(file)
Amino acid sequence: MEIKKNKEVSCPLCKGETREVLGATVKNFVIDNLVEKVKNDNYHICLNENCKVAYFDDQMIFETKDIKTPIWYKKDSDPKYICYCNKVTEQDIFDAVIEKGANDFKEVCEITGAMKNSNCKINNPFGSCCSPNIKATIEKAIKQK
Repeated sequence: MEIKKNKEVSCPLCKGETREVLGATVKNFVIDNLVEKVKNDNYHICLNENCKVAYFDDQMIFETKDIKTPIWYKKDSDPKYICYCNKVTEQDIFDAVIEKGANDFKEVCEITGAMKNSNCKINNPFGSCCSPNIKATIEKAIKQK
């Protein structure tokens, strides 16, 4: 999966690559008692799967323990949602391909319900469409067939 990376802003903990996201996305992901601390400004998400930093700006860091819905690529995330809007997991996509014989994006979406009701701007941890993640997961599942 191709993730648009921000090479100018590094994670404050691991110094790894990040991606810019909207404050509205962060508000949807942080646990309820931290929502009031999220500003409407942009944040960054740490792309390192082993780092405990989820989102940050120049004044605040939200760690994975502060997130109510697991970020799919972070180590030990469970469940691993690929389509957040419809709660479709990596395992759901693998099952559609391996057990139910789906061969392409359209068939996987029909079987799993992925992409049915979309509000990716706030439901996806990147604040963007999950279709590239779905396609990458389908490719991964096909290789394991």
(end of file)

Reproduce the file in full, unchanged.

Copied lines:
Amino acid sequence: MEIKKNKEVSCPLCKGETREVLGATVKNFVIDNLVEKVKNDNYHICLNENCKVAYFDDQMIFETKDIKTPIWYKKDSDPKYICYCNKVTEQDIFDAVIEKGANDFKEVCEITGAMKNSNCKINNPFGSCCSPNIKATIEKAIKQK
Repeated sequence: MEIKKNKEVSCPLCKGETREVLGATVKNFVIDNLVEKVKNDNYHICLNENCKVAYFDDQMIFETKDIKTPIWYKKDSDPKYICYCNKVTEQDIFDAVIEKGANDFKEVCEITGAMKNSNCKINNPFGSCCSPNIKATIEKAIKQK
């Protein structure tokens, strides 16, 4: 999966690559008692799967323990949602391909319900469409067939 990376802003903990996201996305992901601390400004998400930093700006860091819905690529995330809007997991996509014989994006979406009701701007941890993640997961599942 191709993730648009921000090479100018590094994670404050691991110094790894990040991606810019909207404050509205962060508000949807942080646990309820931290929502009031999220500003409407942009944040960054740490792309390192082993780092405990989820989102940050120049004044605040939200760690994975502060997130109510697991970020799919972070180590030990469970469940691993690929389509957040419809709660479709990596395992759901693998099952559609391996057990139910789906061969392409359209068939996987029909079987799993992925992409049915979309509000990716706030439901996806990147604040963007999950279709590239779905396609990458389908490719991964096909290789394991």